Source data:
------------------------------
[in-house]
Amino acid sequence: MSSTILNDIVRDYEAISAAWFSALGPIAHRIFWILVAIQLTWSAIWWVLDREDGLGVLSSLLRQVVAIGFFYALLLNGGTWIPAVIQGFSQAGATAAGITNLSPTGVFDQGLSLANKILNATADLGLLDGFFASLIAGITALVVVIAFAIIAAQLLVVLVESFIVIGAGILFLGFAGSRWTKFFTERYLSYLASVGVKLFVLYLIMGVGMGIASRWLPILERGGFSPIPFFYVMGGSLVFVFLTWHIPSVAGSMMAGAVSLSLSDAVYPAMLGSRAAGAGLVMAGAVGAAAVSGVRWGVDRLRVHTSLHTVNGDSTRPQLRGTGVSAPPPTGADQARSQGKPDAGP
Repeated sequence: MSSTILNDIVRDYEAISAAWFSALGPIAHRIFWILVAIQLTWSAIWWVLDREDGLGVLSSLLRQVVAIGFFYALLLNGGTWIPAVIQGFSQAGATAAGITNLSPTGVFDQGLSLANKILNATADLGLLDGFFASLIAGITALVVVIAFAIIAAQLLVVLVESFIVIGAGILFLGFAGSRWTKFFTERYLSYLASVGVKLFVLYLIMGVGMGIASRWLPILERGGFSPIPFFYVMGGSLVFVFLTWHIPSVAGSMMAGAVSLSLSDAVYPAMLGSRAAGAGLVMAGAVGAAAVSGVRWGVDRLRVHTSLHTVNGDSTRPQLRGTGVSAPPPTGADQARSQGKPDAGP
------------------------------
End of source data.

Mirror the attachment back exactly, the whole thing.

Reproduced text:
[in-house]
Amino acid sequence: MSSTILNDIVRDYEAISAAWFSALGPIAHRIFWILVAIQLTWSAIWWVLDREDGLGVLSSLLRQVVAIGFFYALLLNGGTWIPAVIQGFSQAGATAAGITNLSPTGVFDQGLSLANKILNATADLGLLDGFFASLIAGITALVVVIAFAIIAAQLLVVLVESFIVIGAGILFLGFAGSRWTKFFTERYLSYLASVGVKLFVLYLIMGVGMGIASRWLPILERGGFSPIPFFYVMGGSLVFVFLTWHIPSVAGSMMAGAVSLSLSDAVYPAMLGSRAAGAGLVMAGAVGAAAVSGVRWGVDRLRVHTSLHTVNGDSTRPQLRGTGVSAPPPTGADQARSQGKPDAGP
Repeated sequence: MSSTILNDIVRDYEAISAAWFSALGPIAHRIFWILVAIQLTWSAIWWVLDREDGLGVLSSLLRQVVAIGFFYALLLNGGTWIPAVIQGFSQAGATAAGITNLSPTGVFDQGLSLANKILNATADLGLLDGFFASLIAGITALVVVIAFAIIAAQLLVVLVESFIVIGAGILFLGFAGSRWTKFFTERYLSYLASVGVKLFVLYLIMGVGMGIASRWLPILERGGFSPIPFFYVMGGSLVFVFLTWHIPSVAGSMMAGAVSLSLSDAVYPAMLGSRAAGAGLVMAGAVGAAAVSGVRWGVDRLRVHTSLHTVNGDSTRPQLRGTGVSAPPPTGADQARSQGKPDAGP